I value the message that can be sent through music. With my solo project I focus more on the soothing and enchanting effect of music but I also work with other more politically engaged projects, for example the theatre productions of Elzbieta Bednarska. In 2017 and 2018 Bednarska staged accounts of the Chernobyl disaster in Berlin. I was able to compose some of the music for this piece which touched the public very deeply and contributed to the political cause against nuclear power. We received a lot of very touching feedback explaining that such a piece enhanced the realisation of the problems associated with nuclear power plants, which the simple transmission of information (statistics, press articles, etc.) does not allow.
I also plan to write music on a poem in Arabic that expresses the desire to end wars. The poet, Mohammad Mallak is very involved on a political level, and I have already set some of his other works to music.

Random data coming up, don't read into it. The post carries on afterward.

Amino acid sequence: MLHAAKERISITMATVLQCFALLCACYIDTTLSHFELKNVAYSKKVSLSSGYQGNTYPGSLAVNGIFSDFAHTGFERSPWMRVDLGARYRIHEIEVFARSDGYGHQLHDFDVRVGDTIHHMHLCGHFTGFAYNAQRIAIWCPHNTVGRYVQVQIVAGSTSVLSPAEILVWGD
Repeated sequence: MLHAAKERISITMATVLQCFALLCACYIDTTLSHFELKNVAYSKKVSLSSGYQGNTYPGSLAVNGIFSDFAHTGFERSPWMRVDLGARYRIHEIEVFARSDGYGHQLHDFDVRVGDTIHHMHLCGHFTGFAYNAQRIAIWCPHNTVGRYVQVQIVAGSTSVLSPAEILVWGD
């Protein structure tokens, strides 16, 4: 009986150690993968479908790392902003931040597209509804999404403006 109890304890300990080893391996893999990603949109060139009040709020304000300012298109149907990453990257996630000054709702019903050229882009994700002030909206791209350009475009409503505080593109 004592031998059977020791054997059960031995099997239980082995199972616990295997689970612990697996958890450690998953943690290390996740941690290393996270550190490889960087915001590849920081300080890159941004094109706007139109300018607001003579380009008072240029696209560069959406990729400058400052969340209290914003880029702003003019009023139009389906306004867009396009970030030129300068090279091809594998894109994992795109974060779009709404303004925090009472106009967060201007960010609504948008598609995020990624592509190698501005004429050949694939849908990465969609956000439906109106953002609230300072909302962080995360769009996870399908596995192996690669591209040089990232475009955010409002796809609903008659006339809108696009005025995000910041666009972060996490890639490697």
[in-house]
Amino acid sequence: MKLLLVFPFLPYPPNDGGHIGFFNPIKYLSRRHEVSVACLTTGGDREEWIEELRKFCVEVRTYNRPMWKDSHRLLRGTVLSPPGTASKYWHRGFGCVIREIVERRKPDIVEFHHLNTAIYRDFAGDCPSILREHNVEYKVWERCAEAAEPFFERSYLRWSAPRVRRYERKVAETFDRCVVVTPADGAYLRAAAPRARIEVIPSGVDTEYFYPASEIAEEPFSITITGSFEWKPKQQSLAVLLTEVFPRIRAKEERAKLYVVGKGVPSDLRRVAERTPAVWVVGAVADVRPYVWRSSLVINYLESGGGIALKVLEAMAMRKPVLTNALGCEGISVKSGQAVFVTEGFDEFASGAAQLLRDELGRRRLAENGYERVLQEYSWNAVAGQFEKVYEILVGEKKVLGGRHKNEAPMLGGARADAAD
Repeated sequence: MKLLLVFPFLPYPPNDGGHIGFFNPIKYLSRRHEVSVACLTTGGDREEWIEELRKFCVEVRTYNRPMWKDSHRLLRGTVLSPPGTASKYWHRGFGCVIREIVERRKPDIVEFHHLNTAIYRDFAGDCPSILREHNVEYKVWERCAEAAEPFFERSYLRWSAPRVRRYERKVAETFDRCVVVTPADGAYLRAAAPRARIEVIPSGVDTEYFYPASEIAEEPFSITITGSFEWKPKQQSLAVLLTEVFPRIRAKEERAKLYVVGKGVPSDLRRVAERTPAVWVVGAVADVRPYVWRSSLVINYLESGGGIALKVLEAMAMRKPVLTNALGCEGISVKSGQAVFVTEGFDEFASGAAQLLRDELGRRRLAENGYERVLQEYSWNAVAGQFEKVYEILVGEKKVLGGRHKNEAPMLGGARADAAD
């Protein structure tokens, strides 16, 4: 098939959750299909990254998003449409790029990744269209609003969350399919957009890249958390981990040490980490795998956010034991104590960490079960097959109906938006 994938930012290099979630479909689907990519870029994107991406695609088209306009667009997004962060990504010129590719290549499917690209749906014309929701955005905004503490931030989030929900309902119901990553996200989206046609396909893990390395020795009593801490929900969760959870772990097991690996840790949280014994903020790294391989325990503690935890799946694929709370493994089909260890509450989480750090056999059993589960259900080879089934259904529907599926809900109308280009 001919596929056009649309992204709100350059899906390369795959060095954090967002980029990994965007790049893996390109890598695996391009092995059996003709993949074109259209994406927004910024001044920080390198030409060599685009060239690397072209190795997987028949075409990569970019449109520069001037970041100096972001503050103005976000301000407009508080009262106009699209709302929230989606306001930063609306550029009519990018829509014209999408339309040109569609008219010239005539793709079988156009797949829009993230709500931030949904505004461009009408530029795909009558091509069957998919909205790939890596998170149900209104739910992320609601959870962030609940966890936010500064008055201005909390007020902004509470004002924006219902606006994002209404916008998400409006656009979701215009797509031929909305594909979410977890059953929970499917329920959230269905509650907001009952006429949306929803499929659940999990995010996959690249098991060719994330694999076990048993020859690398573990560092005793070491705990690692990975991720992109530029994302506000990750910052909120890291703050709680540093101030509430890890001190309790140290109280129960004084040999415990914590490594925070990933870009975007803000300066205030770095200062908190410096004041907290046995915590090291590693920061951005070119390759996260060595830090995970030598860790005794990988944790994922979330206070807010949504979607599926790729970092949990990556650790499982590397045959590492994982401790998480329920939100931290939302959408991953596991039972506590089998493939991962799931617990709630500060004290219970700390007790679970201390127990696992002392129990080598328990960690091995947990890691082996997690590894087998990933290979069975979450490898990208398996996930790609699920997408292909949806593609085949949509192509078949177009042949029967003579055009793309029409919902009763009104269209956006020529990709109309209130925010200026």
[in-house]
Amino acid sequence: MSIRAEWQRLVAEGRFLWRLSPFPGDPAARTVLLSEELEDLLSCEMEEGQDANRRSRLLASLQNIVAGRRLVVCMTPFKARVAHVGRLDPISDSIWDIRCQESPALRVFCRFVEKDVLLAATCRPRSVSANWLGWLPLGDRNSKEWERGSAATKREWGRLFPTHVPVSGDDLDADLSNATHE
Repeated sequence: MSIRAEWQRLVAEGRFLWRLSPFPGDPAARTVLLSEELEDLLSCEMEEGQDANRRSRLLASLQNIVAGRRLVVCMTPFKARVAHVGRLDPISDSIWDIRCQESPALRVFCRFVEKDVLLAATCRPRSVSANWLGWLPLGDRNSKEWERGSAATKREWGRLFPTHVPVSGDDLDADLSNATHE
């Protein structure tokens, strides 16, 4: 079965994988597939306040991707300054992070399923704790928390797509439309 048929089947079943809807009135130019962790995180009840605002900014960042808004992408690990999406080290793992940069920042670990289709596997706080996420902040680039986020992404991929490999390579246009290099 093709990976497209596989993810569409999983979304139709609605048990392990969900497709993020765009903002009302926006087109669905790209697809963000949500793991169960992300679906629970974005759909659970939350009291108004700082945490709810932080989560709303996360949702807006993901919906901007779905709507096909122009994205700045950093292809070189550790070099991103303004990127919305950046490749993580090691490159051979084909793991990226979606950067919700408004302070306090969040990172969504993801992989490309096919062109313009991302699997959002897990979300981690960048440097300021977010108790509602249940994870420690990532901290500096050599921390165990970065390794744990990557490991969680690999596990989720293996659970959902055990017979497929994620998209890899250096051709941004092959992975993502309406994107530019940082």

It is remarkable, in a way that we have arrived in the 21st century with the basic concept of music still intact. Do you have a vision of music, an idea of what music could be beyond its current form?
The implementation of sound has continued to evolve and there is no reason why it should not continue but it is impossible to know what form music will take. The sound combinations are endless so we will never have explored everything. We can divide the sound in wavelength, rhythm and timbre. All of these fields are so expansive it is literally impossible to conclude the exploration of the various elements of sound. I'm very curious to see where this is leading to. Now, as always, it is impossible to predict the future evolution of music. Mozart wouldn't have imagined the emergence of techno music.